While this is a definite warning about any grill the situation came up with my Traeger Renegade Pro this weekend and I want to make sure that I put this out there. This is by no means limited to a Traeger, or any Pellet Grill, this is for any grill.
Its been a bit of time since I have done a more thorough cleaning on my grill and before I embarked on an afternoon grilling session over the weekend I did my usual cleaning on my Traeger Renegade Pro. This included taking out the grates, drip tray, heat deflector and then breaking out the shop vacuum and getting all the soot, leftovers from the barrel of the grill, new foil for the drip tray, and a quick push of any grease in the trap out into the bucket.
I cook a lot of chickens and have done some other cooks that have left some grease on the grill and this time I must not have done a good enough job getting all the leftover grease out.
After putting everything back together I began the startup, turned the controller to “Smoke” and then once the smoke began pouring out, I increased the temperature to my cooking temperature. As the grill was heating I noticed that it was smoking much more than usual and when looking more closely I noticed flames beginning to come out of the grease spout and saw the light from flames under the lid.
When I saw this I began to think through the situation, I didn’t panic, but was concerned about the best way to handle the situation.
- Proper shutoff technique is to turn the grill off using the dial, but leaving powered up.
- This will blow the fan on max to ensure the remaining pellets are burnt, but also means that its a further fire hazard.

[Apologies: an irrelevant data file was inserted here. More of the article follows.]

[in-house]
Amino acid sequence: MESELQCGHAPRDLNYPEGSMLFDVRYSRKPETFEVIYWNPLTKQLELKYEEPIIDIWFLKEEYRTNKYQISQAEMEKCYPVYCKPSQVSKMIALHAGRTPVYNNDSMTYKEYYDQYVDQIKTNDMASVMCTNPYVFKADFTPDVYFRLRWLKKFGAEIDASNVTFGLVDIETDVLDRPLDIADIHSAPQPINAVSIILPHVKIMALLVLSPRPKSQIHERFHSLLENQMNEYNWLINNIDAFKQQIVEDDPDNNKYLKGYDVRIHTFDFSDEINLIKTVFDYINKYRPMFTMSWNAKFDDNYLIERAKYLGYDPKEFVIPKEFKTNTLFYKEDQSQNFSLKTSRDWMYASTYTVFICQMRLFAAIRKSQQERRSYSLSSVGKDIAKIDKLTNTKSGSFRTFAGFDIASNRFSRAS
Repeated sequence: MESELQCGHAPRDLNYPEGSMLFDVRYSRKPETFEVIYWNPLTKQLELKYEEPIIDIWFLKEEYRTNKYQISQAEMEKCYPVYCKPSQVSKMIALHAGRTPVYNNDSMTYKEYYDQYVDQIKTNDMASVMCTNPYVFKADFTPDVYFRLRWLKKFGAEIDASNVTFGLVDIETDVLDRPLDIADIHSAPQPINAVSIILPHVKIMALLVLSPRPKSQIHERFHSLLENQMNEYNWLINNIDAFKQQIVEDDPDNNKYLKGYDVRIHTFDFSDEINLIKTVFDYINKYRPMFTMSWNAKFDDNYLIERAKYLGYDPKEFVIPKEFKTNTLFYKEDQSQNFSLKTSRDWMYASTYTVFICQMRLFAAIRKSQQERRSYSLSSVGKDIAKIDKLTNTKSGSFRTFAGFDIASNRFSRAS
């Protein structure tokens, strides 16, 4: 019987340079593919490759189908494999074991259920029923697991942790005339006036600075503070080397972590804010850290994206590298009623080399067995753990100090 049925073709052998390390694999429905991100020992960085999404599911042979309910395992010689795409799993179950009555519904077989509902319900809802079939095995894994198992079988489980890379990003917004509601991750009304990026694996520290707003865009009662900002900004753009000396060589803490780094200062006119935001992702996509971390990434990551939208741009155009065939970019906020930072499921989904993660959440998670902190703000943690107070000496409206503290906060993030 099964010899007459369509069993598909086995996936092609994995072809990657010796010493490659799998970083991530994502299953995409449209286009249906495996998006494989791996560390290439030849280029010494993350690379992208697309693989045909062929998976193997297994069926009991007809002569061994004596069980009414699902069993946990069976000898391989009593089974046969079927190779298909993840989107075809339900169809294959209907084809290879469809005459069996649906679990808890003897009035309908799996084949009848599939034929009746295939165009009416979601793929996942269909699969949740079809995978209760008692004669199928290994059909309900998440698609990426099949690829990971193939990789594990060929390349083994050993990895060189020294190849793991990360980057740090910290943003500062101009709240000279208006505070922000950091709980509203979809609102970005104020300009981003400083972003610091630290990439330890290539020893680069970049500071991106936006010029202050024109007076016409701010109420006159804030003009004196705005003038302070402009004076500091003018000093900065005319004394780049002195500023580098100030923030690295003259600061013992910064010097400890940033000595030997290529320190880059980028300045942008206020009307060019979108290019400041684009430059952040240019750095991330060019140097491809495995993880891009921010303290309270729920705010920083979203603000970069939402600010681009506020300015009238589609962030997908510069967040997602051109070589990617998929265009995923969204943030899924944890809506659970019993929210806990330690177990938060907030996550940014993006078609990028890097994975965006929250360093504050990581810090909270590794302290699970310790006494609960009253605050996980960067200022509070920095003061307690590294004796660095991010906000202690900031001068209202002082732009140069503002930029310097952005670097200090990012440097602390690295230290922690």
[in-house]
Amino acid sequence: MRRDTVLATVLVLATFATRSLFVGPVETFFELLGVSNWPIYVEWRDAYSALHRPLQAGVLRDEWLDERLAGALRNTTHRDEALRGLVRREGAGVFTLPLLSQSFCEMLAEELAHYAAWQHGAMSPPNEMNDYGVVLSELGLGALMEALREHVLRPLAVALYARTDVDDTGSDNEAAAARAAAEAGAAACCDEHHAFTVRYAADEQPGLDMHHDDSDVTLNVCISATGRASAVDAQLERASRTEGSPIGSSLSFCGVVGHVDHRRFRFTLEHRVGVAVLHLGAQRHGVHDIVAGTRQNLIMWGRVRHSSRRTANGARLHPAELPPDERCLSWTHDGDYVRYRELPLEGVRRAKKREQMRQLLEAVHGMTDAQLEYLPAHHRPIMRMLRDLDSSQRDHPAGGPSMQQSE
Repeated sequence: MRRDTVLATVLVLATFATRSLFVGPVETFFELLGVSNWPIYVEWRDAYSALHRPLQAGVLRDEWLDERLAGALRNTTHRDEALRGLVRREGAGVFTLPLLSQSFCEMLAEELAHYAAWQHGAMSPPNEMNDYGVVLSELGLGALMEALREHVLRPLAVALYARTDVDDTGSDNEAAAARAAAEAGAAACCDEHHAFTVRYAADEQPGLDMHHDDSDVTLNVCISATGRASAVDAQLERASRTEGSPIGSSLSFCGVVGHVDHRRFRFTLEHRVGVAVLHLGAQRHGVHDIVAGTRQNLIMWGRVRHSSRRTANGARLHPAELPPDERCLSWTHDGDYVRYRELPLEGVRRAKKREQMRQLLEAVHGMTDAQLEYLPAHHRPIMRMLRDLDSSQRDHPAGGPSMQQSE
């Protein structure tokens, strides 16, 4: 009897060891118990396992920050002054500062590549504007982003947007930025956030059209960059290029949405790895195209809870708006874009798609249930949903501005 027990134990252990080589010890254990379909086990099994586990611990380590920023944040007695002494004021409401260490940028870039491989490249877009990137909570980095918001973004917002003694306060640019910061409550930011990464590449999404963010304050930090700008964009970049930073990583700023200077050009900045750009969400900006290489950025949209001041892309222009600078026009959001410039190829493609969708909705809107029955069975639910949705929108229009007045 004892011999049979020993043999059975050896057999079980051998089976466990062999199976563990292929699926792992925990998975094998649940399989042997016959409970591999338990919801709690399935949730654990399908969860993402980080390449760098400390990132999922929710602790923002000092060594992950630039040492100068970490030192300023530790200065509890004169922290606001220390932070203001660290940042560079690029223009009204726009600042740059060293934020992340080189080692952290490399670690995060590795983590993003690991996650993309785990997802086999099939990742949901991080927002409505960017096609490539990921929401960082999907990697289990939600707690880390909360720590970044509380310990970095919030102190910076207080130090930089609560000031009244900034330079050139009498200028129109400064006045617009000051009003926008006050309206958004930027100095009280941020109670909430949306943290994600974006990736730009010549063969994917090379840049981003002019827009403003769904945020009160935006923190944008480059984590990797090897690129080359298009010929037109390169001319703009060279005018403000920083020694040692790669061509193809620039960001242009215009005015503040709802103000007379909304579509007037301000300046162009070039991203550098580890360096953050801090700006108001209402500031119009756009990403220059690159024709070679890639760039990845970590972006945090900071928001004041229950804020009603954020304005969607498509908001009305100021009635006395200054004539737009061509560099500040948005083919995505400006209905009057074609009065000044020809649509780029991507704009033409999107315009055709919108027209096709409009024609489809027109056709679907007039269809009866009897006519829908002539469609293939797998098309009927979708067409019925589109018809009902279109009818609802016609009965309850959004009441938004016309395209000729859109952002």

- The hopper is full
- Full hopper is ~20lbs of fuel for the fire
- How to I stop the flames that are already there
- Water can and will make a grease fire worse
What I decided was to first put out the live flames. Once they were out I then emptied the hopper, which was critical because the less fuel that is there the better. As the pellets were emptying from the hopper I noticed smoke coming from the auger and up the pellets.
Seeing that smoke, I knew I needed to purge the auger to ensure nothing was left in there to bring the fire into the hopper. Once the hopper was empty and the flames were doused I proceeded to turn the temperature on the Pro Controller to MAX. This would allow all the pellets that were left to be fed, and any that were remaining, and especially those that were already lit, to be pushed into the fire pot.
Once the auger tube was empty I turned the dial back to off, let the shutoff procedure complete, and cleaned out the excess grease. When I was satisfied that everything was cleaned out better I went back through, loaded a bit more pellets back into the grill and restarted everything and monitored it closely until I was satisfied everything was okay.
Always make sure your grill is clean.
Be ready in case of an emergency.
Have the necessary tools to put a fire out.
Be ready to call emergency services if necessary, and if you find yourself in this situation do what you can to get the grill away from any structures to limit any collateral damage if it gets out of control.
If a situation arises, do not get flustered. Think on your feet, think quickly, but do not panic.
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